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What you need to know for 07/21/2017

Voters easily OK $159.3M Schenectady school budget proposal

Voters easily OK $159.3M Schenectady school budget proposal

City residents approved the Schenectady City School District budget on Tuesday, but many of those wh

City residents approved the Schenectady City School District budget on Tuesday, but many of those who voted for it did so reluctantly.

“We have to vote yes because we don’t want any more cuts,” said resident Heather Walker. “I am very concerned by the amount of special education cuts. It’s setting up the students for failure.”

She, like many others, said the school board was wrong to cut 76 special education aides. The board decided to spend that money on teacher training, reading instructors, social workers and psychologists.

But most people voted in favor despite any objections they might have. The budget passed by a landslide — 1,101 in favor to 414 against — in unoffi cial results.

Voters also re-elected board President Cathy Lewis with 1,022 votes and Vice President Ann Reilly with 1,046 votes, and chose Ed Kosiur to fill a vacant seat on the board. He won with 860 votes.

The $159.3 million budget includes a 1 percent tax levy increase, which will be used to avoid proposed arts and music cuts. For the owner of the average Schenectady house assessed at $101,000, the increase will be $22.45, for a total tax bill of $2,198.

After the vote, Superintendent Laurence Spring offered a defense of the controversial cut of special education aides. He emphasized no aides to individual students will be cut and there will still be hundreds of aides in the district.

“The places where most of our paras are going to be reduced are where we have redundancy,” he said. “Places where we could have given people additional training, we instead added paras.”

Some of the money from the aides will be used to hire behavioral specialists, who will create classroom plans to help problematic students behave correctly.

“It’s far more effective than having someone sit next to a child, correcting their behavior,” he said.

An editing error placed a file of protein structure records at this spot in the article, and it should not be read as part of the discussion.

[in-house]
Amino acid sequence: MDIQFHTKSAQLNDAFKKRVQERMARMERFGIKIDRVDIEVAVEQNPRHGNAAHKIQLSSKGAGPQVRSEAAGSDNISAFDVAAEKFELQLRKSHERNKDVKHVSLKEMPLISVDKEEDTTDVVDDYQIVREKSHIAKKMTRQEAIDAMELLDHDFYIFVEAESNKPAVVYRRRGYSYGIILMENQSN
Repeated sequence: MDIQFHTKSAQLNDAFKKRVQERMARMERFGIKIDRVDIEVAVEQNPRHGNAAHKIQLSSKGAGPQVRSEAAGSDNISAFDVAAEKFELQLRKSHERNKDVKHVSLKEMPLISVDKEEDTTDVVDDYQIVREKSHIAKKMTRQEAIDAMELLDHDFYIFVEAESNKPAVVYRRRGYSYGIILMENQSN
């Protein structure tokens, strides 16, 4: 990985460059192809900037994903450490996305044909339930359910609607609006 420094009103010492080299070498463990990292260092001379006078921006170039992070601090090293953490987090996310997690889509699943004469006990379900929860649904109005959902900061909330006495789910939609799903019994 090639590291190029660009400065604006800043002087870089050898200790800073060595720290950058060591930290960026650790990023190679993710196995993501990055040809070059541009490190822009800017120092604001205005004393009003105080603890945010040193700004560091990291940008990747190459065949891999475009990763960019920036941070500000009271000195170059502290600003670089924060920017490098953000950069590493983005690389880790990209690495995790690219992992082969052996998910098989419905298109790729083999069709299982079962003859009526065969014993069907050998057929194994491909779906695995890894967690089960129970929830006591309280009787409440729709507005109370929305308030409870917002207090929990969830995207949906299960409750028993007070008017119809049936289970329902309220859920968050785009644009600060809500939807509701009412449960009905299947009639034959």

But Walker, who has a child with autism, said special education students need classroom aides. Others said the board should have found another way to hire more social workers, instead of cutting aides.

“I’ll tell you how to get them back,” said resident Albert DelVeccio, who voted yes despite his opposition to the controversial decision. “They want to hire psychologists, counselors, social workers. They’re free if you go into the colleges. If you’re going for your [master of social work degree], they have to do two days [a week] in the fi eld the first year and three days a week the second year.”

But others said they were pleased the board pared back the number of aides cut. Originally, 115 aides were to be cut; the fi nal fi gure was 76.

“They just seemed to be not throwing the baby out with the bathwater,” said Susan Hover, who voted yes. “They spent a lot of time. I like that time spent. Let’s face it, it’s a thankless job.”

Others were happy the board added a 1 percent tax hike to pay for arts programs that were on the chopping block.

“I was glad they kept the fi ne arts program intact,” said resident Joyce McEvoy, who voted yes. “It offers the children a different path.”

But some residents were adamantly opposed to the budget — not because of the cut in aides but because of the tax increase.

“Our taxes are plenty high,” said resident Bob Gough, who voted no.

Others said they thought money was being misspent. Resident Molly Neary noted the district is renting several elementary schools, but closed the large Oneida Middle School, which it owns. She voted no on the budget.

“I don’t want my taxes to go up,” she said.

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